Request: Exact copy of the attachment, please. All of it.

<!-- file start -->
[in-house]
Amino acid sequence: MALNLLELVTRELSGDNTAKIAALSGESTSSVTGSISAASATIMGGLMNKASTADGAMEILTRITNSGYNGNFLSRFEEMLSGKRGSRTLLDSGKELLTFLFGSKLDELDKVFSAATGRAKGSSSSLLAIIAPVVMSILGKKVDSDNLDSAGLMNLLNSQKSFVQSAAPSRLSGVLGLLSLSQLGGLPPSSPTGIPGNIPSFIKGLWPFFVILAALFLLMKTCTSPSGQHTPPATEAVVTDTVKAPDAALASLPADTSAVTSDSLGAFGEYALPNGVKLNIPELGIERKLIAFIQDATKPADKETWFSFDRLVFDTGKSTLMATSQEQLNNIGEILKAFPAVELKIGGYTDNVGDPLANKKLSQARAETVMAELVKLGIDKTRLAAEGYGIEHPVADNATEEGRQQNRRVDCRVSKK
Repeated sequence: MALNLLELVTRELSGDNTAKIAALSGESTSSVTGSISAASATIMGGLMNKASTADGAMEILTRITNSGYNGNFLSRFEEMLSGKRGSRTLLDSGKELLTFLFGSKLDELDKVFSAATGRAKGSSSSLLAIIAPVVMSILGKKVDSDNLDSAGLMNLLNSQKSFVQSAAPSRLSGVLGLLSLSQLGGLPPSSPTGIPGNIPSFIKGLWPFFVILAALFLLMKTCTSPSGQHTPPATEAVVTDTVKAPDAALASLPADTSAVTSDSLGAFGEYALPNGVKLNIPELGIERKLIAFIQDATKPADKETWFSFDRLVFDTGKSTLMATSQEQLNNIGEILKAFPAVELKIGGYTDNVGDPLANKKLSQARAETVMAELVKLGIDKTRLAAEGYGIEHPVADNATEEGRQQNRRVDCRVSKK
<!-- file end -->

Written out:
[in-house]
Amino acid sequence: MALNLLELVTRELSGDNTAKIAALSGESTSSVTGSISAASATIMGGLMNKASTADGAMEILTRITNSGYNGNFLSRFEEMLSGKRGSRTLLDSGKELLTFLFGSKLDELDKVFSAATGRAKGSSSSLLAIIAPVVMSILGKKVDSDNLDSAGLMNLLNSQKSFVQSAAPSRLSGVLGLLSLSQLGGLPPSSPTGIPGNIPSFIKGLWPFFVILAALFLLMKTCTSPSGQHTPPATEAVVTDTVKAPDAALASLPADTSAVTSDSLGAFGEYALPNGVKLNIPELGIERKLIAFIQDATKPADKETWFSFDRLVFDTGKSTLMATSQEQLNNIGEILKAFPAVELKIGGYTDNVGDPLANKKLSQARAETVMAELVKLGIDKTRLAAEGYGIEHPVADNATEEGRQQNRRVDCRVSKK
Repeated sequence: MALNLLELVTRELSGDNTAKIAALSGESTSSVTGSISAASATIMGGLMNKASTADGAMEILTRITNSGYNGNFLSRFEEMLSGKRGSRTLLDSGKELLTFLFGSKLDELDKVFSAATGRAKGSSSSLLAIIAPVVMSILGKKVDSDNLDSAGLMNLLNSQKSFVQSAAPSRLSGVLGLLSLSQLGGLPPSSPTGIPGNIPSFIKGLWPFFVILAALFLLMKTCTSPSGQHTPPATEAVVTDTVKAPDAALASLPADTSAVTSDSLGAFGEYALPNGVKLNIPELGIERKLIAFIQDATKPADKETWFSFDRLVFDTGKSTLMATSQEQLNNIGEILKAFPAVELKIGGYTDNVGDPLANKKLSQARAETVMAELVKLGIDKTRLAAEGYGIEHPVADNATEEGRQQNRRVDCRVSKK